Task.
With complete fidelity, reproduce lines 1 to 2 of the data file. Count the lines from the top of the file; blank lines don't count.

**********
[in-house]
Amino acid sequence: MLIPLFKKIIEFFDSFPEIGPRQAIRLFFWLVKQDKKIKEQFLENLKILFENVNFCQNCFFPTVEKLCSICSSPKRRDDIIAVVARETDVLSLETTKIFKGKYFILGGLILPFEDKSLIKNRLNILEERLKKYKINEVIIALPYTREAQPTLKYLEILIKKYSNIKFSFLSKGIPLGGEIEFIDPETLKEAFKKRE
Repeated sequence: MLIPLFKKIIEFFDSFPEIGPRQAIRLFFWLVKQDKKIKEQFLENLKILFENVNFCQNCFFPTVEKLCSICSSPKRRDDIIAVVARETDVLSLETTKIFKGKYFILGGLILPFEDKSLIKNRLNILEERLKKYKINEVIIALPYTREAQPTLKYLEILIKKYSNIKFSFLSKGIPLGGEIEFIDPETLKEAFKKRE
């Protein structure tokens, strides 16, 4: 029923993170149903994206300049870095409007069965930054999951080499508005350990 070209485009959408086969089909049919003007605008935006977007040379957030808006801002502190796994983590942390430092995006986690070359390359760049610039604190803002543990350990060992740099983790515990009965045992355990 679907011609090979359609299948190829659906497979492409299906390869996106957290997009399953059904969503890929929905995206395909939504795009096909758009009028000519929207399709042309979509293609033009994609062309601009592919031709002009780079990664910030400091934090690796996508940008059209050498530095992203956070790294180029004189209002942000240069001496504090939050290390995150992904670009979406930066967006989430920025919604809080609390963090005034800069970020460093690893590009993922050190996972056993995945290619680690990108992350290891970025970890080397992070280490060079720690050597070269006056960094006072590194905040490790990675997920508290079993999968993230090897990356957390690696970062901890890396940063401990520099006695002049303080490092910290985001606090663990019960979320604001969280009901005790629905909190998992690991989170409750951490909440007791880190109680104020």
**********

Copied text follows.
[in-house]
Amino acid sequence: MLIPLFKKIIEFFDSFPEIGPRQAIRLFFWLVKQDKKIKEQFLENLKILFENVNFCQNCFFPTVEKLCSICSSPKRRDDIIAVVARETDVLSLETTKIFKGKYFILGGLILPFEDKSLIKNRLNILEERLKKYKINEVIIALPYTREAQPTLKYLEILIKKYSNIKFSFLSKGIPLGGEIEFIDPETLKEAFKKRE